Professor Recognized for Distinguished Record of Leadership in Establishing a School at Georgia Tech
Regent’s Professor and Founding Chair of the School of Computational Science and Engineering (CSE) Richard Fujimoto is this year’s recipient of the Class of 1934 Outstanding Interdisciplinary Activities Award.
According to the Georgia Tech Faculty Honors Committee, Fujimoto is being recognized for his distinguished record of leadership in establishing CSE as a school, along with several of its ancillary student programs.
“Georgia Tech has a different view of computational science and engineering than other universities,” said Fujimoto.
“We view CSE as a discipline in its own right, focusing on knowledge at the intersection of computing, mathematics, and science and engineering applications, and have created a department focused on this area. Few other universities have such a department.”
According to Fujimoto, there are distinct advantages to CSE’s designation as a formal department. “In particular, it allows us to hire faculty strategically in important areas. And, there is evidence that other universities are beginning to emulate this approach,” he said.
Building a school from the ground up
Fujimoto came to Georgia Tech as a faculty member shortly before the creation of the College of Computing in 1990. During those initial years, the College’s leadership was navigating issues of scale and change.
“In the early years we had the College of Computing, but in many ways, it looked a lot like a big computer science department. There was tremendous growth in the 1990’s which created many challenges related to scaling our activities,” he said.
Rich DeMillo was hired as dean in 2002 and scalability was one of the issues he aimed to address. His first step was to split the college into two parts: the Division of Computer Science (to become the School of Computer Science in 2007) and the Division of Interactive Computing (to become the School of Interactive Computing in 2007).
Then, in 2005, DeMillo began an initiative in the College focused on high-performance computing. This eventually led to the formation of the CSE school.
“He wanted to take a broader look at the intersection of computation with science and engineering, and that’s really what formed the beginnings of the school. So, in 2005, Rich asked me to serve as chair and founder of this new division, which would officially become the School of Computational Science and Engineering in 2010,” said Fujimoto. “We broadened the initiative to extend beyond high-performance computing to encompass other areas such as data analytics and modeling and simulation. These formed the foundation for the CSE school.”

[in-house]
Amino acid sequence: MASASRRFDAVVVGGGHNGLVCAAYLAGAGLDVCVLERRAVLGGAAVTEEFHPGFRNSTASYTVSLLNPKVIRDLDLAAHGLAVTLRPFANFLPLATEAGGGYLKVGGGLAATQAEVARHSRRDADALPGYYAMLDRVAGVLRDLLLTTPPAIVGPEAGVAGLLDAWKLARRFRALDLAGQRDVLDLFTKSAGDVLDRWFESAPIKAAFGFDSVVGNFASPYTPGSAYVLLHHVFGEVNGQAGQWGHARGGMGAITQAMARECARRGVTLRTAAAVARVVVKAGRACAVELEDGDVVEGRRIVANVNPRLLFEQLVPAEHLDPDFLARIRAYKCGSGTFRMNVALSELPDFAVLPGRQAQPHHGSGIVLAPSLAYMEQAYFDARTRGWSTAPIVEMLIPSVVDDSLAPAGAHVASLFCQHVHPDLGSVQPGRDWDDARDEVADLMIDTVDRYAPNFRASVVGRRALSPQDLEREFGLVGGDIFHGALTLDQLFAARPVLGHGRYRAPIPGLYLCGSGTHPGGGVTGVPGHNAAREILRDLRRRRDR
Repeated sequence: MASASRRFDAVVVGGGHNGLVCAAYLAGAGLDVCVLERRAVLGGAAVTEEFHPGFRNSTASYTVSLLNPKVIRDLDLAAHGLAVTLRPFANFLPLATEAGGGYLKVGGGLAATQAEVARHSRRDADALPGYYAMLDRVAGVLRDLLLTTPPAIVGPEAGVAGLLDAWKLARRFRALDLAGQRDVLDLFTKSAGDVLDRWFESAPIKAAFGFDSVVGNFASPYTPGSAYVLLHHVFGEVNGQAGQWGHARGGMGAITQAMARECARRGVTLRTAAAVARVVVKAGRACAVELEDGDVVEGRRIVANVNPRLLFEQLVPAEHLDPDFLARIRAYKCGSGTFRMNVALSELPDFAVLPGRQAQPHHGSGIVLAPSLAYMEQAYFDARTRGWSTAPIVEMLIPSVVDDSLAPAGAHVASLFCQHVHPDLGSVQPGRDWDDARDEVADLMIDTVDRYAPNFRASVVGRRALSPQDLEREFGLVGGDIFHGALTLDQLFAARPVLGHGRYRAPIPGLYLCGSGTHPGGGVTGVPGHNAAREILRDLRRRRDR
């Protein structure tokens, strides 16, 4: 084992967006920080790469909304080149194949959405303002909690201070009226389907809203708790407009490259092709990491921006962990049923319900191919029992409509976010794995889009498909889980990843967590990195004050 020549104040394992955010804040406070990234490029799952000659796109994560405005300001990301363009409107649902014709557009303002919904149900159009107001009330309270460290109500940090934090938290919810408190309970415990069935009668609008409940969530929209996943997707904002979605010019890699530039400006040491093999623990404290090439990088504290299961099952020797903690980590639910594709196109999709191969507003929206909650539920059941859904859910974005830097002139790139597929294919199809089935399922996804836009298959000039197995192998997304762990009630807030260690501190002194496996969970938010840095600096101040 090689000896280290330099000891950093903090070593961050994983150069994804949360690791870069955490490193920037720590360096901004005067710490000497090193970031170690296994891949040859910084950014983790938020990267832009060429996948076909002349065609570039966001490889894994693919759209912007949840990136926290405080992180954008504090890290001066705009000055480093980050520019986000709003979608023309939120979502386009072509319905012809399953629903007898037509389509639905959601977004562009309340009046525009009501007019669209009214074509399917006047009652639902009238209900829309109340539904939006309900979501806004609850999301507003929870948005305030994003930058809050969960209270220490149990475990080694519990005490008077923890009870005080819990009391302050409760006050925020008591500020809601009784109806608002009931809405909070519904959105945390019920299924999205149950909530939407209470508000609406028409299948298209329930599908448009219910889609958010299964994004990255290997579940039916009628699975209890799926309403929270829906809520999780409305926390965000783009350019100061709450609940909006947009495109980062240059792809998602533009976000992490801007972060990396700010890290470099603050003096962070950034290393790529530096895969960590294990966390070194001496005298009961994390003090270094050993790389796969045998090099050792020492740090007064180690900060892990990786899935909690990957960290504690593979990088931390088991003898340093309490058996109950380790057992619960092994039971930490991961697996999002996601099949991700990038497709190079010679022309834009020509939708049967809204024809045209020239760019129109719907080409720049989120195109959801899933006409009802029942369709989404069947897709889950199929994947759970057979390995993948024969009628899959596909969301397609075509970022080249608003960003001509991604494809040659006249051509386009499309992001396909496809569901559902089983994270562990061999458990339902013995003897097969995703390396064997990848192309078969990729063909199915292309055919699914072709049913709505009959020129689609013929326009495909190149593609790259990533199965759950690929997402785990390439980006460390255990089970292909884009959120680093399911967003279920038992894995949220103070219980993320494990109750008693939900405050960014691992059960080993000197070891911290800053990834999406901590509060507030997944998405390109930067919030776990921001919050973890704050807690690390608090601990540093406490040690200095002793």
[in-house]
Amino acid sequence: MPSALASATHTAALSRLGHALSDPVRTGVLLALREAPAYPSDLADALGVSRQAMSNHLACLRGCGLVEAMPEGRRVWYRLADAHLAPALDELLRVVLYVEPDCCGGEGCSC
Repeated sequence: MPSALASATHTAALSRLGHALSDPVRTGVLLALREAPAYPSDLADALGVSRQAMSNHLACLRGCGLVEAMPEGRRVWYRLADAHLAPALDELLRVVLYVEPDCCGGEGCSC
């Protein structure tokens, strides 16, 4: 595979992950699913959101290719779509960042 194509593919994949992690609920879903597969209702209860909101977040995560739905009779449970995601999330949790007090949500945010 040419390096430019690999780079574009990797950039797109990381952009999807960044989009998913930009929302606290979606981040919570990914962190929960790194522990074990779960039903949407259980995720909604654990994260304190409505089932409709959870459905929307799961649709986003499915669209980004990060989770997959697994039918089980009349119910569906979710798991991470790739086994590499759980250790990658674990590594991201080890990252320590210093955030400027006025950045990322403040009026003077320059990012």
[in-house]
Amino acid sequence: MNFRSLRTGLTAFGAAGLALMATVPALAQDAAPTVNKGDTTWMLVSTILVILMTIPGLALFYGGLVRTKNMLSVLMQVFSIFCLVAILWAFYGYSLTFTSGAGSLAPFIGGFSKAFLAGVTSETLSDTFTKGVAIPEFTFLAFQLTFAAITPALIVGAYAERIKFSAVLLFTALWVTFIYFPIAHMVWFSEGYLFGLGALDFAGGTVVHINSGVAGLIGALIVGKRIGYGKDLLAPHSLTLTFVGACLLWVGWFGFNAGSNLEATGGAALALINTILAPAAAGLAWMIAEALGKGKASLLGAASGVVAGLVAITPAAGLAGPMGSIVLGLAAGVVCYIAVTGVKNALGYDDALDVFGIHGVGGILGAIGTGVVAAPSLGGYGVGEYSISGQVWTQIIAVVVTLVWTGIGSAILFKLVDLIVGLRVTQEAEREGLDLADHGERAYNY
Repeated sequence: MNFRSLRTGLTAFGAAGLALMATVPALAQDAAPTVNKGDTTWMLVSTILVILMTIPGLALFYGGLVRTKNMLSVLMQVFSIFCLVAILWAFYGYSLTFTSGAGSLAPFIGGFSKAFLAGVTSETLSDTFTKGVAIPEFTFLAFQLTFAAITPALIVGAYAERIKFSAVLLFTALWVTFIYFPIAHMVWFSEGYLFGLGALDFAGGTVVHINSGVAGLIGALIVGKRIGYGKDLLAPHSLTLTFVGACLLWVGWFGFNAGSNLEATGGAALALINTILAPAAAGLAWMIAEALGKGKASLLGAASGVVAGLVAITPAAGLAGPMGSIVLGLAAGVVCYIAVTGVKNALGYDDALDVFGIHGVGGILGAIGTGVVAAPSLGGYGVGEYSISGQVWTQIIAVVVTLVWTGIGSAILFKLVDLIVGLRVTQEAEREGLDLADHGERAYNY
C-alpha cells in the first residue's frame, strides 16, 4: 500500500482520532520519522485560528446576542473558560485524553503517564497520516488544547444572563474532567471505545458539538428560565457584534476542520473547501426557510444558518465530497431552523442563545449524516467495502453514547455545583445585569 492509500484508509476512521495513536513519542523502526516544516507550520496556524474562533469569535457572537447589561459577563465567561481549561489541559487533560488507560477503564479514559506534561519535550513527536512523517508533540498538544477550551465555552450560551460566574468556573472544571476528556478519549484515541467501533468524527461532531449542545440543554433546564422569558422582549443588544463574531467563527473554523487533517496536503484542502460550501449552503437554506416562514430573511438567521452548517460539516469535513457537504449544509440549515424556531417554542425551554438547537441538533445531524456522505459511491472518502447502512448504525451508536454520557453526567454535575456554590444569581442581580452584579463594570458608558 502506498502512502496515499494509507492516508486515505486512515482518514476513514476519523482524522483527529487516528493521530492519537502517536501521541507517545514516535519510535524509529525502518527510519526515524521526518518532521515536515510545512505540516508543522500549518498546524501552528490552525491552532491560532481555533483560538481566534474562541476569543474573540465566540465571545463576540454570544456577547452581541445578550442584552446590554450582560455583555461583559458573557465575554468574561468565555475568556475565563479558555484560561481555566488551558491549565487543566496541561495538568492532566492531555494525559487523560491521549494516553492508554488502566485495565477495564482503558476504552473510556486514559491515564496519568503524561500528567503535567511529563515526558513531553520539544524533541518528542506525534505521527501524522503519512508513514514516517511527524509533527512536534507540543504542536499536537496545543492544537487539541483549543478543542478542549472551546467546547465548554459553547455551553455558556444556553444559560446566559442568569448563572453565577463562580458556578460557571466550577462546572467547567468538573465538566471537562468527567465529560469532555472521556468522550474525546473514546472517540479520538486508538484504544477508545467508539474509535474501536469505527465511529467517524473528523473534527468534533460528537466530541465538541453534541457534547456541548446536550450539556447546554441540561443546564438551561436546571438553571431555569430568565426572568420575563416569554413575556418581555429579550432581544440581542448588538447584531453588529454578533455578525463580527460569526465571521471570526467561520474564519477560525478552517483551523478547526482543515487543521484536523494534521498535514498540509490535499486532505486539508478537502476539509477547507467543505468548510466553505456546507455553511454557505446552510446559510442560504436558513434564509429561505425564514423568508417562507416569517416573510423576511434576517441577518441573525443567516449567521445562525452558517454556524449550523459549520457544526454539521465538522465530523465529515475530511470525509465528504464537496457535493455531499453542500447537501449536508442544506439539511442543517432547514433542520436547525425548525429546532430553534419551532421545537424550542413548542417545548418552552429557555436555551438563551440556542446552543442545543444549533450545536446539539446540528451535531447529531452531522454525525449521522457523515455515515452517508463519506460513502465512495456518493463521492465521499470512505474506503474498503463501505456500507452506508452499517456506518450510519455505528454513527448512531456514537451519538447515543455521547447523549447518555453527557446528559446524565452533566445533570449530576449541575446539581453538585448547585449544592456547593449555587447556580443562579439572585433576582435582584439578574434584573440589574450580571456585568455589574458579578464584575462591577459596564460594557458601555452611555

“When getting started in 2005, all of the faculty in CSE had to be hired, which was very different from the other schools, which were composed of existing faculty. The initial faculty were me and two new faculty, [current CSE Chair] David Bader, and [CSE Professor] Haesun Park. And, we were more or less tasked with figuring things out from there.”
Fujimoto served as CSE chair from 2005 to 2014. During this time, he, Park, and Bader worked together with faculty across campus to establish CSE’s graduate programs and curriculum including:
- The interdisciplinary CSE M.S. and Ph.D. degree programs
- The CSE thread of Georgia Tech’s undergraduate computer science program
- and two undergraduate minor programs
This group also led in creating the Computing Research Undergraduate Intern Summer Experience (CRUISE) program as well as the College’s first online degree program with the online MS program in CSE. Fujimoto later co-led the development of Georgia Tech’s MS in Analytics with faculty from the H. Milton Stewart School of Industrial and Systems Engineering and the Scheller College of Business.
Life after building CSE
Since he ended his role as chair in 2014, Fujimoto says he has spent his time focusing on his research.
“I took a detour from my research activities to start the school. Now, I am focusing on my own core research program in parallel and distributed simulation,” he said.
“My current research is looking at energy issues in distributed simulation. It’s an area that is well studied in embedded systems and mobile systems, but has not been heavily studied in the modeling and simulation community. My mission for the past few years has been to get more people in the modeling and simulation community to engage in this area, which is really important work.”
Fujimoto currently has many active collaborations across Georgia Tech. He has several projects focused on sustainability with the Brook Byers Institute for Sustainable Systems, research in distributed simulation and transportation systems management with Civil and Environmental Engineering, and materials research and education through the NSF-funded FLAMEL Program.